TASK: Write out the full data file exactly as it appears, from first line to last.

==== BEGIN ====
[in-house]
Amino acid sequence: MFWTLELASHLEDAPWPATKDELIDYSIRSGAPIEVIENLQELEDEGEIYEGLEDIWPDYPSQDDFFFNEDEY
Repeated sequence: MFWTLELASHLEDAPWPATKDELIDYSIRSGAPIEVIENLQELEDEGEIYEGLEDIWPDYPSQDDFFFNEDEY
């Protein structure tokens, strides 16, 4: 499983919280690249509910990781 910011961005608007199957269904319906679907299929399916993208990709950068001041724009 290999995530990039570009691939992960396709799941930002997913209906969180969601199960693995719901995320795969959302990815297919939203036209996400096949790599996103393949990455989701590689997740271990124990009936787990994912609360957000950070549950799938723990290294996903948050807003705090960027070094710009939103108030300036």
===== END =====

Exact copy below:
[in-house]
Amino acid sequence: MFWTLELASHLEDAPWPATKDELIDYSIRSGAPIEVIENLQELEDEGEIYEGLEDIWPDYPSQDDFFFNEDEY
Repeated sequence: MFWTLELASHLEDAPWPATKDELIDYSIRSGAPIEVIENLQELEDEGEIYEGLEDIWPDYPSQDDFFFNEDEY
């Protein structure tokens, strides 16, 4: 499983919280690249509910990781 910011961005608007199957269904319906679907299929399916993208990709950068001041724009 290999995530990039570009691939992960396709799941930002997913209906969180969601199960693995719901995320795969959302990815297919939203036209996400096949790599996103393949990455989701590689997740271990124990009936787990994912609360957000950070549950799938723990290294996903948050807003705090960027070094710009939103108030300036």